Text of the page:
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Brunhilda Of Austrasia
Brunhilda[1] (c. 543–613) was a Queen of Austrasia
Austrasia
by marriage to the Merovingian
Merovingian
King Sigebert I
Sigebert I
of Austrasia, part of Francia. In her long and complicated career she ruled the eastern Frankish kingdoms of Austrasia
Austrasia
and Burgundy for three periods as regent for her son Childebert II
Childebert II
from 575 until 583; her grandson Theudebert II
Theudebert II
from 595 until 599; and great-grandson Sigebert in 613. The period was marked by tension between the royal house and the powerful nobles vying for power. Brunhilda was apparently an efficient ruler, but this and her forceful personality brought her into conflict with her nobles, the church, and the other Merovingians
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Reccared I
Reccared I
Reccared I
(or Recared; Latin: Reccaredus; Spanish: Recaredo; c. 559 – 31 May 601 AD; reigned 586–601) was Visigothic King of Hispania and Septimania. His reign marked a climactic shift in history, with the king's renunciation of Arianism
Arianism
in favour of Catholicism in 587. Reccared was the younger son of King Leovigild
Leovigild
by his first wife Theodosia. Like his father, Reccared had his capital at Toledo. The Visigothic kings and nobles were traditionally Arian Christians, while the Hispano-Roman population were Roman Catholics. The Catholic bishop Leander of Seville
Leander of Seville
was instrumental in converting the elder son and heir of Leovigild, Hermenegild, to Catholicism
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Béarn
Béarn
Béarn
(French pronunciation: ​[be.aʁn]; Gascon: Bearn or Biarn; Basque: Bearno or Biarno; Latin: Benearnia, Bearnia) is one of the traditional provinces of France, located in the Pyrenees
Pyrenees
mountains and in the plain at their feet, in southwest France. Along with the three Basque provinces of Soule, Lower Navarre, and Labourd, the principality of Bidache, as well as small parts of Gascony, it forms in the southwest the current département of Pyrénées-Atlantiques (64). The capitals of Béarn
Béarn
were Beneharnum (until 841), Morlaàs (from ca
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Metz
1 French Land Register data, which excludes lakes, ponds, glaciers > 1 km2 (0.386 sq mi or 247 acres) and river estuaries. 2 Population without double counting: residents of multiple communes (e.g., students and military personnel) only counted once.Part of the series onLorraineFlag of Lorraine
Lorraine
since the 13th centuryHistory
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Chlothar I
Chlothar I
Chlothar I
(c. 497 – 29 November 561),[a] also called "Clotaire I" and the Old (le Vieux), King of the Franks, was one of the four sons of Clovis I
Clovis I
of the Merovingian
Merovingian
dynasty. Chlothar's father, Clovis I, divided the kingdom between his four sons. In 511, Clothar I inherited two large territories on the Western coast of Francia, separated by the lands of his brother Childebert I's Kingdom of Paris. Chlothar spent most of his life in a campaign to expand his territories at the expense of his relatives and neighbouring realms in all directions. His brothers avoided outright war by cooperating with his attacks on neighbouring lands in concert or by invading lands when their rulers died. The spoils were shared between the participating brothers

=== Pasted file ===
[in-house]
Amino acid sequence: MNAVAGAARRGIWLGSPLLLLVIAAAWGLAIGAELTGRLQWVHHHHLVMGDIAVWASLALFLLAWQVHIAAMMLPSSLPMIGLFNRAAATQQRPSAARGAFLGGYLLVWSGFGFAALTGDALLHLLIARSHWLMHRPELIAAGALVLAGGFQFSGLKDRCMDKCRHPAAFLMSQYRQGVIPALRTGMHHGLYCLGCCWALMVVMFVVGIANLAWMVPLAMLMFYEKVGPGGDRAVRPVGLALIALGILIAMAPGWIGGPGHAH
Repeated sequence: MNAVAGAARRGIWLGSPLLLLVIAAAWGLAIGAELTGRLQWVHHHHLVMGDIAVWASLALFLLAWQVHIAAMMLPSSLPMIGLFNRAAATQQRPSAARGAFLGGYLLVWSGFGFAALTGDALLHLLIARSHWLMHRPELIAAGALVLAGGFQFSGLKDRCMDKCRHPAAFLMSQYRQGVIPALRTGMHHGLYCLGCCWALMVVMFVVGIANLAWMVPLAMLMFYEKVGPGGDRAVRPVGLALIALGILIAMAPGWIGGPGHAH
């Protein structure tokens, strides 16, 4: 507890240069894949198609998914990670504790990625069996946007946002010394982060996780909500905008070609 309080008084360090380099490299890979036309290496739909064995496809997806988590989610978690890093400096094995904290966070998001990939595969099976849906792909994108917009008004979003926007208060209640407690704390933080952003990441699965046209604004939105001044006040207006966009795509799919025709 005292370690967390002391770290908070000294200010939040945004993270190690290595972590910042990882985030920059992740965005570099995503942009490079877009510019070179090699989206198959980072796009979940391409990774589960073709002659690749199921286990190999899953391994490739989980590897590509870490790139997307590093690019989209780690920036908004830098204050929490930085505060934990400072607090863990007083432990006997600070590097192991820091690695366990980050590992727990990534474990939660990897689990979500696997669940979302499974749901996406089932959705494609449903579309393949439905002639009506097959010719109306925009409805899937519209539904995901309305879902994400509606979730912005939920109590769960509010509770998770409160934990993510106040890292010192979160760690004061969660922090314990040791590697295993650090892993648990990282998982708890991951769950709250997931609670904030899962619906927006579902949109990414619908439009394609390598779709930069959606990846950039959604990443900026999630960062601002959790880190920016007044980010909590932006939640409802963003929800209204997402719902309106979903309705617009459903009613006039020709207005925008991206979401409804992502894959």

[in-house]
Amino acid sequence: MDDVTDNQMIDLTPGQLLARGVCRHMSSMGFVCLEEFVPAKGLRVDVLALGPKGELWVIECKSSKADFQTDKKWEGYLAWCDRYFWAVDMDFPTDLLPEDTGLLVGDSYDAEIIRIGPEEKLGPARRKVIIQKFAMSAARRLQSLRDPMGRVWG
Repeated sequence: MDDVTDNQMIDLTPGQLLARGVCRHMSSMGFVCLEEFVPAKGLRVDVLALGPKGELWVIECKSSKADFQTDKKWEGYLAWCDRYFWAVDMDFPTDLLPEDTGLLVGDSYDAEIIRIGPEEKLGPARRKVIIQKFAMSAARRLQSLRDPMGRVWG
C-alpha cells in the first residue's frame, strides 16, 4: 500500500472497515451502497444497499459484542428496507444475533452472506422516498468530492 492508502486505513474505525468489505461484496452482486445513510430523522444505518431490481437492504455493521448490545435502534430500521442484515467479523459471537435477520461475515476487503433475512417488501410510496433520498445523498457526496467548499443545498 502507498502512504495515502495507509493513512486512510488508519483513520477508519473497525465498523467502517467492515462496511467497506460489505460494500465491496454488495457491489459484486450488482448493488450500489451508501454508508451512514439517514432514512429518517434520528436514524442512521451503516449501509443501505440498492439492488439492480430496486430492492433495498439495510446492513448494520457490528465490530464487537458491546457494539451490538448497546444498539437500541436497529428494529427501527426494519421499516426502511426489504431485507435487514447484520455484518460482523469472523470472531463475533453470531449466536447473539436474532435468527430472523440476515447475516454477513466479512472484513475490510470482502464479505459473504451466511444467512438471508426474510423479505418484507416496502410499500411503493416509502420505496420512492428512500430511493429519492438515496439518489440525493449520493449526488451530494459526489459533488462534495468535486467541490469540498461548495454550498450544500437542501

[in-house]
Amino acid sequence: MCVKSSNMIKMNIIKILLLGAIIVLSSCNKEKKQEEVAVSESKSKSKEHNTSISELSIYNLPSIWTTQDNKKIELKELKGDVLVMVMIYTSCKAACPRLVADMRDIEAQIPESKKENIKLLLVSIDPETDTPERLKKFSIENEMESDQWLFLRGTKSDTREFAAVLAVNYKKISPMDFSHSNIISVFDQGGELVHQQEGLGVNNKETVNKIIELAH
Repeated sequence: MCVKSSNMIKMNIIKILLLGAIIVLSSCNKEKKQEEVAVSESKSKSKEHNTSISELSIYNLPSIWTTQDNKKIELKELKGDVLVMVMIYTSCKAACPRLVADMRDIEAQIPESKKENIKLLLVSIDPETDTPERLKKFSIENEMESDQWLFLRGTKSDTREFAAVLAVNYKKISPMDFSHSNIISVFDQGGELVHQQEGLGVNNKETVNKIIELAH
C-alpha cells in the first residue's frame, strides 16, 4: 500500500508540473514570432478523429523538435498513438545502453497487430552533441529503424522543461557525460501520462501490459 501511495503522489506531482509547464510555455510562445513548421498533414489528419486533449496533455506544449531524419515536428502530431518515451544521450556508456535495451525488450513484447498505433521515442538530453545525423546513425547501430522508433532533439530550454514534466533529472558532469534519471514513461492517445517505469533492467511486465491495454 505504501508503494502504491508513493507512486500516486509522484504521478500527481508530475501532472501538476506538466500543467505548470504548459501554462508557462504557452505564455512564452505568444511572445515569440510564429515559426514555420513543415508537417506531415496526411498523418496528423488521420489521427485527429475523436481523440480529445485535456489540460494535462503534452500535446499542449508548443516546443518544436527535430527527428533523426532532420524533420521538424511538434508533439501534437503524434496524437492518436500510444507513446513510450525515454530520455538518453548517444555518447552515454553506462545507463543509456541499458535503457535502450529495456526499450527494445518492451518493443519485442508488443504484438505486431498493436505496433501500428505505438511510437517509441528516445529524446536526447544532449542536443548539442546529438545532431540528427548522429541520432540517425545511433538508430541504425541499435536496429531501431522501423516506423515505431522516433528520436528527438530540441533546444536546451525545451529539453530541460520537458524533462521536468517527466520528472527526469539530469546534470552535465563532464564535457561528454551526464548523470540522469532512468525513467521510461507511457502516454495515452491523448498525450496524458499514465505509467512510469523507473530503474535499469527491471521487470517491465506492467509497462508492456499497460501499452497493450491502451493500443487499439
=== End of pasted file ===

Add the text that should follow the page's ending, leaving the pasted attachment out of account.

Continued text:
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Courtesan
A courtesan was originally a courtier, which means a person who attends the court of a monarch or other powerful person.[1] In feudal society, the court was the centre of government as well as the residence of the monarch, and social and political life were often completely mixed together. Prior to the Renaissance, courtesans served to convey information to visiting dignitaries, when servants could not be trusted. In Renaissance
Renaissance
Europe, courtiers played an extremely important role in upper-class society. As it was customary during this time for royal couples to lead separate lives—commonly marrying simply to preserve bloodlines and to secure political alliances—men and women would often seek gratification and companionship from people living at court
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Dower
Dower
Dower
is a provision accorded by law, but traditionally by a husband or his family, to a wife for her support in the event that she should become widowed. It was settled on the bride (being gifted into trust) by agreement at the time of the wedding, or as provided by law. The dower grew out of the Germanic practice of bride price (Old English weotuma), which was given over to a bride's family well in advance for arranging the marriage, but during the early Middle Ages, was given directly to the bride instead. However, in popular parlance, the term may be used for a life interest in property settled by a husband on his wife at any time, not just at the wedding. The verb to dower is sometimes used. In popular usage, the term dower may be confused with:A dowager is a widow (who may receive her dower). The term is especially used of a noble or royal widow who no longer occupies the position she held during the marriage